Defense wants DA off attempted murder case

Naomi Havlen
Aspen Times Staff Writer

A judge will rule later this month on whether a special prosecutor should be brought to Pitkin County for the prosecution of Aspen resident Donald Branson, who is charged with attempted murder.

Branson’s attorney, Gary Lozow, asked in court Wednesday that Assistant District Attorney Lawson Wills be dismissed from the case because of several alleged conflicts of interest. Both attorneys appeared before Judge James Boyd of the 9th Judicial District on Wednesday morning at the Pitkin County Courthouse.

Branson, 54, is accused of attempting to kill Glenwood Springs resident Martin Arroyo near Old Snowmass in April. The suspect allegedly tried to slice Arroyo’s throat with a knife. He is charged with first-degree attempted murder and first-degree assault.

At issue is the fact that Arroyo was prosecuted in Garfield County for a menacing charge earlier this year by the same district attorney’s office. Lozow said a prosecutor from the Glenwood Springs called Arroyo’s credibility into question during her closing argument, and that Wills will now attempt to establish Arroyo’s credibility as a victim in this case.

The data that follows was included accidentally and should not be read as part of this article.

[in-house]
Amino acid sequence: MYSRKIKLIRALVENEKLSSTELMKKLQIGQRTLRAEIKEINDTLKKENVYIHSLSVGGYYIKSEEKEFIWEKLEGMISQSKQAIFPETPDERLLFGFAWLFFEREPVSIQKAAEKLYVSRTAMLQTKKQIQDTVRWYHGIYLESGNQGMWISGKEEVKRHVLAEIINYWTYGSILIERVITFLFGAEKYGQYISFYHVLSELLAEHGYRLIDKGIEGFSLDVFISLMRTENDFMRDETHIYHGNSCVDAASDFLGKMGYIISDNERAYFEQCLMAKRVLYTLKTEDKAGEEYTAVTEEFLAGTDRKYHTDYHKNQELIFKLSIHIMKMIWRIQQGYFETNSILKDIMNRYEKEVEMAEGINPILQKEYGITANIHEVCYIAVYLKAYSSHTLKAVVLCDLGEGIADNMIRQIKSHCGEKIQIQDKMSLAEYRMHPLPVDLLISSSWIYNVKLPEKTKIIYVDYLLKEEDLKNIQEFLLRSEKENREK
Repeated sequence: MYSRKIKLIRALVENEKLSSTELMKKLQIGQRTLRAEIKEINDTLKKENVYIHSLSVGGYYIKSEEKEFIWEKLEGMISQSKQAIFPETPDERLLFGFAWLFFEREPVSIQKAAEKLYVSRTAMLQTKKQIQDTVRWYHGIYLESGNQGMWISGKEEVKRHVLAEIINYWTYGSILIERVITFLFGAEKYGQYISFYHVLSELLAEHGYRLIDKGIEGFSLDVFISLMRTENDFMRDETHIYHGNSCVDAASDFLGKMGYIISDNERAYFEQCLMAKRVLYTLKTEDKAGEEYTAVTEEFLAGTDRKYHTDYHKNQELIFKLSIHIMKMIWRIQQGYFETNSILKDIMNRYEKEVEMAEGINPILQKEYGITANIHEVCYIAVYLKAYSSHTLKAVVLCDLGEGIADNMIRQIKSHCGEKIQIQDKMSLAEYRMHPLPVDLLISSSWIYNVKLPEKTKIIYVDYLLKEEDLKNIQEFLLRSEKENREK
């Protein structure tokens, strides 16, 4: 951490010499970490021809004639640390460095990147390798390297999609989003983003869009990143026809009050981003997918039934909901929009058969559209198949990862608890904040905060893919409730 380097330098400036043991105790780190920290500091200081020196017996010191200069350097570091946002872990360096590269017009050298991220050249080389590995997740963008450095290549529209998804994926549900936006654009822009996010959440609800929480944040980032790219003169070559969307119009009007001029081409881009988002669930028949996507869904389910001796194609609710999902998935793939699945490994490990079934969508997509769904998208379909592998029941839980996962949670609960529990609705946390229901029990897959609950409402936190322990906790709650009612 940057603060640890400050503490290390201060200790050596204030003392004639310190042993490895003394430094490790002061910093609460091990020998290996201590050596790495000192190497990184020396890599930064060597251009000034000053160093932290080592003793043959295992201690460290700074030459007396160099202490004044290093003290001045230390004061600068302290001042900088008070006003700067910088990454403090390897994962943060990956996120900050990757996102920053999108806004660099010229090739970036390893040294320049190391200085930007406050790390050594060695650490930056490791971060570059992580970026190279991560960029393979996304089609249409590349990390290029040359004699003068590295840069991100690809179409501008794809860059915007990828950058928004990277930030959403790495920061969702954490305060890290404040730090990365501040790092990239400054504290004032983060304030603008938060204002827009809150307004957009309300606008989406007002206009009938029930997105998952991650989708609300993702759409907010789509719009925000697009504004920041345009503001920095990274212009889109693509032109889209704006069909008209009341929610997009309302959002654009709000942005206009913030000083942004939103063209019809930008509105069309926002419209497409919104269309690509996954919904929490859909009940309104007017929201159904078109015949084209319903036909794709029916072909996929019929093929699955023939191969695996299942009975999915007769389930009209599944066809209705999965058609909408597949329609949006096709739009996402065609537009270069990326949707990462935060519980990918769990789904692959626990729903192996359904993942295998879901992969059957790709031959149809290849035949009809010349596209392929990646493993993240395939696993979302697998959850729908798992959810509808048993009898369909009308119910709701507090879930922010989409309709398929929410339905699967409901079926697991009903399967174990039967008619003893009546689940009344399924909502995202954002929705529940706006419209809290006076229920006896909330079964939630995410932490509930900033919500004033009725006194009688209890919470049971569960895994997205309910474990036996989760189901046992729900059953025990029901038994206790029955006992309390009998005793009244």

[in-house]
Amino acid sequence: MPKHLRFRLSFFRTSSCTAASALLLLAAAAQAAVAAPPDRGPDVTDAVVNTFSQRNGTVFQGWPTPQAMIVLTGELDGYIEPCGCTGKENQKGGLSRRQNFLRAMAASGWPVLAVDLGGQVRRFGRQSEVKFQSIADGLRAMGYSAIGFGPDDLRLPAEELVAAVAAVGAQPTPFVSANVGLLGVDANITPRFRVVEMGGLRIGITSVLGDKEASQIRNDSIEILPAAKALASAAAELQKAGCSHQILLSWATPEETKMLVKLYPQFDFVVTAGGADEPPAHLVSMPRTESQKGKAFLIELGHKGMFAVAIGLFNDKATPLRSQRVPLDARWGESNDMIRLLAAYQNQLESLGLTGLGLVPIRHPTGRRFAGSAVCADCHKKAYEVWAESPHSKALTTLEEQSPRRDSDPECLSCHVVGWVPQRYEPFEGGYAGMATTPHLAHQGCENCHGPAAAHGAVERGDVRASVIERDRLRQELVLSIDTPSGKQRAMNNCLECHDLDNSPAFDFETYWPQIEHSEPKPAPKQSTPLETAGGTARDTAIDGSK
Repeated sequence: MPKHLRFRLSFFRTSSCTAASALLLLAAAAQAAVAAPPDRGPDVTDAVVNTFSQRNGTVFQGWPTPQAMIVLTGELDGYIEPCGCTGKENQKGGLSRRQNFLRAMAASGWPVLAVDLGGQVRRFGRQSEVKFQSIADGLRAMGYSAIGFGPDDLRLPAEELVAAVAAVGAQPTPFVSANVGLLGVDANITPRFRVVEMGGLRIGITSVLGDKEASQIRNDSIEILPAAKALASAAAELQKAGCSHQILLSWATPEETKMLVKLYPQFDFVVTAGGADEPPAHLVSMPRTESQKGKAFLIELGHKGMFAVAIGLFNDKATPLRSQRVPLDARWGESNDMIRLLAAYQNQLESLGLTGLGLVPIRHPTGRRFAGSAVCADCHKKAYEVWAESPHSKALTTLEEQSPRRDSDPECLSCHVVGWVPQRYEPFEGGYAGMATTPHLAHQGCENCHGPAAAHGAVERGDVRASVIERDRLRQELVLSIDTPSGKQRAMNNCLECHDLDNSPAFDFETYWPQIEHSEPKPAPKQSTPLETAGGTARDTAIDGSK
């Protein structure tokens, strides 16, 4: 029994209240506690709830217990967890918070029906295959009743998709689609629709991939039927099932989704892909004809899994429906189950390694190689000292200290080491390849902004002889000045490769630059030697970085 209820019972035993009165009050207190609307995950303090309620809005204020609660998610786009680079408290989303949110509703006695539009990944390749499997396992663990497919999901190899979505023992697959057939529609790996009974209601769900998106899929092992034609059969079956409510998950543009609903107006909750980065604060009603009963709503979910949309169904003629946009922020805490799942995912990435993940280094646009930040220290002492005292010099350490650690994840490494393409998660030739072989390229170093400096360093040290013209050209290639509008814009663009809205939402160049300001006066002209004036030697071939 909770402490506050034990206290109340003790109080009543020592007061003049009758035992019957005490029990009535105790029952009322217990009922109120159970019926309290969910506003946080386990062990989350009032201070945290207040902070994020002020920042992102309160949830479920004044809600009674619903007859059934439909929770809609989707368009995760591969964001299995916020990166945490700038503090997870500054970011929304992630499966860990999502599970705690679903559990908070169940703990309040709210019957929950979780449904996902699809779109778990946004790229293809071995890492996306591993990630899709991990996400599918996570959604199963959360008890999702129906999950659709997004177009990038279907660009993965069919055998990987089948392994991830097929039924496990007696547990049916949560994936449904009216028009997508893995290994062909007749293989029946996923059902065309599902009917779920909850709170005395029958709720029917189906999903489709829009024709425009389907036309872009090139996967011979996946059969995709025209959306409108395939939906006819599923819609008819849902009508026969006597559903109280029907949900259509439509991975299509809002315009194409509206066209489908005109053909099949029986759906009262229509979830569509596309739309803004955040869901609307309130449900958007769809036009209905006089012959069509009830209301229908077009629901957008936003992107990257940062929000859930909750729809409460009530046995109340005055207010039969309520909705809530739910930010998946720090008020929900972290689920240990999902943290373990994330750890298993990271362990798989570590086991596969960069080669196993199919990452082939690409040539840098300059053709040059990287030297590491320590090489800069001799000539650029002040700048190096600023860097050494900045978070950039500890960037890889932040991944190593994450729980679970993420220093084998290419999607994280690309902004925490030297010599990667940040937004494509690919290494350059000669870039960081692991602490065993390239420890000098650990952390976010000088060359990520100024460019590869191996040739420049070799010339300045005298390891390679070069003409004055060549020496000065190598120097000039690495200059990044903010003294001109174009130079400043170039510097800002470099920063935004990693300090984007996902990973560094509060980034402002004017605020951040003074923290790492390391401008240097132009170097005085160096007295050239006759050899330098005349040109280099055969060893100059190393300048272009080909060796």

“The same office that is vouching for him, establishing credibility and taking as gospel Mr. Arroyo’s testimony … is also prosecuting him at the same time,” Lozow said. He said a fair trial “can’t be more compromised than two sides of one office separated by 40 miles with the same boss” taking different positions.

Lozow also argues that Wills has had extensive contact with Arroyo during the police investigation, making him a potential witness in the case. Arroyo appeared at the hearing to testify about his contact with Wills and Sheriff’s Office director of investigations Joe DiSalvo.

Arroyo was vague about when he had conversations with Wills or DiSalvo, and said although he changed his mind several times about pursuing the charges against Branson, he decided he should because Branson’s ex-wife feared for her life.

“I knew I wasn’t the only one he was going to kill that day,” Arroyo said.

Although Lozow tried to establish a conflict over Wills speaking with Arroyo, Wills said speaking to witnesses isn’t unusual for prosecuting attorneys and almost unavoidable in a small community.

“If I had to disqualify myself every time there was someone I knew, I’d be out of business. I’d never do anything,” Wills said. “These things happen in a small town and a small valley.”

Branson, who is out of jail on bond, is residing with family in Texas. He appeared at the hearing wearing a pinstripe suit and sat quietly next to his attorney. Another hearing is scheduled for June 16 at 4 p.m., but Boyd said he may rule about the need for a special prosecutor before then.

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